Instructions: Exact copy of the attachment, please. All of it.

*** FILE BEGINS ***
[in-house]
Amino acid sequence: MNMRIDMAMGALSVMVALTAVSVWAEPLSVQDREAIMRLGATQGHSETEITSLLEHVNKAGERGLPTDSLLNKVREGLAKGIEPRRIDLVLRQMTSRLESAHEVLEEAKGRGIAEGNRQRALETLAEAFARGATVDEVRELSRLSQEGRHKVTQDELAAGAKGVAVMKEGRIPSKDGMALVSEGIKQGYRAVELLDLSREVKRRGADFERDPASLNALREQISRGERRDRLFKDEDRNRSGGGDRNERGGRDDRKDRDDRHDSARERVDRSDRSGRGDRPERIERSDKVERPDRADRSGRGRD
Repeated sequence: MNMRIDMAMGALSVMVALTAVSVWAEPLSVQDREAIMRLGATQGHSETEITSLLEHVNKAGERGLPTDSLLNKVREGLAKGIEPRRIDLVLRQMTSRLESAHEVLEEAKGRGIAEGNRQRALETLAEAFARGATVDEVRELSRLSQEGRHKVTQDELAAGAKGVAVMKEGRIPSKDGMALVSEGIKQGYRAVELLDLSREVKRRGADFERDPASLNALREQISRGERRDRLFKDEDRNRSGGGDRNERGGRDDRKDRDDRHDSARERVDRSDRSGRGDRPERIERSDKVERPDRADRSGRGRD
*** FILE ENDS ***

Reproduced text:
[in-house]
Amino acid sequence: MNMRIDMAMGALSVMVALTAVSVWAEPLSVQDREAIMRLGATQGHSETEITSLLEHVNKAGERGLPTDSLLNKVREGLAKGIEPRRIDLVLRQMTSRLESAHEVLEEAKGRGIAEGNRQRALETLAEAFARGATVDEVRELSRLSQEGRHKVTQDELAAGAKGVAVMKEGRIPSKDGMALVSEGIKQGYRAVELLDLSREVKRRGADFERDPASLNALREQISRGERRDRLFKDEDRNRSGGGDRNERGGRDDRKDRDDRHDSARERVDRSDRSGRGDRPERIERSDKVERPDRADRSGRGRD
Repeated sequence: MNMRIDMAMGALSVMVALTAVSVWAEPLSVQDREAIMRLGATQGHSETEITSLLEHVNKAGERGLPTDSLLNKVREGLAKGIEPRRIDLVLRQMTSRLESAHEVLEEAKGRGIAEGNRQRALETLAEAFARGATVDEVRELSRLSQEGRHKVTQDELAAGAKGVAVMKEGRIPSKDGMALVSEGIKQGYRAVELLDLSREVKRRGADFERDPASLNALREQISRGERRDRLFKDEDRNRSGGGDRNERGGRDDRKDRDDRHDSARERVDRSDRSGRGDRPERIERSDKVERPDRADRSGRGRD